Vascular Voices: Danny Hsu, MBBS, FRACP, FRCPA (Australia)

May 23, 2024

In this series, World Thrombosis Day (WTD) shares interviews with members of its scientific Steering Committee. In today’s profile, learn about Danny Hsu, clinical and laboratory haematologist at Liverpool Hospital in Australia. 

Why did you choose to pursue a career in this field?

It was a calling! I had always been interested in the field of non-malignant haematology, even as a medical student. I remember we had a lecture on antiphospholipid syndromes and I became fascinated with the world of thrombosis!

What is an average day like for you in the clinic? What type of patients do you see?

I alternate between three and five clinic sessions a week.  Every week, I would have a Monday afternoon Thrombosis Clinic with my haematology registrar/Fellow, and a full day of clinic on a Thursday. In my non-Thrombosis Clinics, I see predominantly immune haematology patients, and this would include rare non-malignant diseases such as paroxysmal nocturnal hemoglobinuria (PNH) and atypical hemolytic uremic syndrome (aHUS) patients.

What inspired you to join the World Thrombosis Day Steering Committee?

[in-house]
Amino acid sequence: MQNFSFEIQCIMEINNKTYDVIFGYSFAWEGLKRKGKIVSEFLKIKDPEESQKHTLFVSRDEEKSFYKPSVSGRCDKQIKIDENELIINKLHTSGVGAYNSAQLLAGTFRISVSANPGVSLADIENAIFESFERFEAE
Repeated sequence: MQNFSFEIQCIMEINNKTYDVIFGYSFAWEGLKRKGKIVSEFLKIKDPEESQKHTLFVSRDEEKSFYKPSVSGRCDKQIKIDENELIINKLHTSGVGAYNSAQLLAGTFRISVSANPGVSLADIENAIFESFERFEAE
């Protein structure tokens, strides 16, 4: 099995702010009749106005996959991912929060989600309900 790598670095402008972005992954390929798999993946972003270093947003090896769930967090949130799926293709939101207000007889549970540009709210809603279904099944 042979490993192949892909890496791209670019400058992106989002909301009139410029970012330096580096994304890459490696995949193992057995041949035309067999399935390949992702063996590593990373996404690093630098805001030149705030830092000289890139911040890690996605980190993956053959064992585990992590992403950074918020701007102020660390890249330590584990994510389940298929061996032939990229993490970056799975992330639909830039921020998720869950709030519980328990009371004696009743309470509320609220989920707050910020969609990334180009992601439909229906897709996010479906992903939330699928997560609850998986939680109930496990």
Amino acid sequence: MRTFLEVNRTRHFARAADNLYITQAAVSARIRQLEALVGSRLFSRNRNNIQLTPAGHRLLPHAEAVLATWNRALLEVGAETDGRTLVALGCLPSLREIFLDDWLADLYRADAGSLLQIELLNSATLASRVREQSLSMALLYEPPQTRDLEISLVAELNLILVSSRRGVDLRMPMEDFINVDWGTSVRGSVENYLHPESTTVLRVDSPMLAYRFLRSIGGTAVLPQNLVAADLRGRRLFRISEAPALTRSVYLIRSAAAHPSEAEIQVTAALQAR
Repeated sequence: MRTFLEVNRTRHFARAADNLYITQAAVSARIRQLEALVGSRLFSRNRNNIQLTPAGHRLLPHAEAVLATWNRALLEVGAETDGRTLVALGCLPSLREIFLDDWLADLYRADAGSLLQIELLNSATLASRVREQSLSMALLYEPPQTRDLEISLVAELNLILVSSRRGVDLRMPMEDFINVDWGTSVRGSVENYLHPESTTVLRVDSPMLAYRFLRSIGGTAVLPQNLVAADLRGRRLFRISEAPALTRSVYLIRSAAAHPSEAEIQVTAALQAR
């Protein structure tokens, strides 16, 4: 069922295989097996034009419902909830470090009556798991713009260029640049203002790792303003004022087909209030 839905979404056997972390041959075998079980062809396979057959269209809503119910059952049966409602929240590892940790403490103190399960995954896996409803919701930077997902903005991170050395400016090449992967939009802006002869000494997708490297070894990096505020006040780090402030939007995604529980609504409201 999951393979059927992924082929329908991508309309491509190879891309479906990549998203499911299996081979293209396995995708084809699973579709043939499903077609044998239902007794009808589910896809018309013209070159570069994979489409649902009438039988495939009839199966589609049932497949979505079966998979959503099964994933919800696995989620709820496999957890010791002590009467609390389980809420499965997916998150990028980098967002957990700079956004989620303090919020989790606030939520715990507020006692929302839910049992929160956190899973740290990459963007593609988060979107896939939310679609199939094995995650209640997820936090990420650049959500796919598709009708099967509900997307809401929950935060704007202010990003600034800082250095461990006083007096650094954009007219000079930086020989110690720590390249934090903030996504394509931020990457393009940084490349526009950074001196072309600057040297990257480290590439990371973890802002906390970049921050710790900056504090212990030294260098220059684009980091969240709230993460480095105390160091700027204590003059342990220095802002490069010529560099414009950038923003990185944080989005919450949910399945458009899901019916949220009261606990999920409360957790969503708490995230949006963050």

When I compare the resources and awareness of malignancy compared to thrombosis, it made me wonder why is there such a big gulf between our disease versus the others?  I also noted that the majority of the consultative haematology service deals with thrombotic issues, yet non-malignant haematology has the least resources in most health networks. I felt it was time for me to try to make a difference and contribute to raising awareness of thrombosis!

How do you rate awareness of thrombosis in Australia? Is it generally understood among the public?

I believe we can definitely do better to raise awareness. During the pandemic, vaccine-induced immune thrombotic thrombocytopenia (VITT) had dominated the headlines and that momentarily had captured the public’s attention. What was clear was the significant lack of awareness of VTE as the public was so anxious regarding VITT, which is so rare, yet the national risk of VTE is 1 in 1,200 person years.

What are the biggest challenges you see in thrombosis treatment and prevention?

What I perceive to be the biggest challenge is how to increase public awareness of VTE.  By raising awareness of the symptoms and risk factors of VTE, we may be able to prevent morbidity and mortality from delayed presentations to medical care.  We would need a national strategy and, importantly, need to seek funding to activate the plan.

Are you working on any interesting research projects right now?

My current research project is in collaboration with my colleagues in Newcastle (Australia) on a functional complement assay that may be able to predict clinical response to complement inhibitors in patients with thrombotic microangiopathies

What do you enjoy doing outside of work?

I enjoy travelling and watching movies.  I collect gin and watches…and I love fashion.  My secret vice is that I love watching the Ultimate Fighting Championship (UFC).

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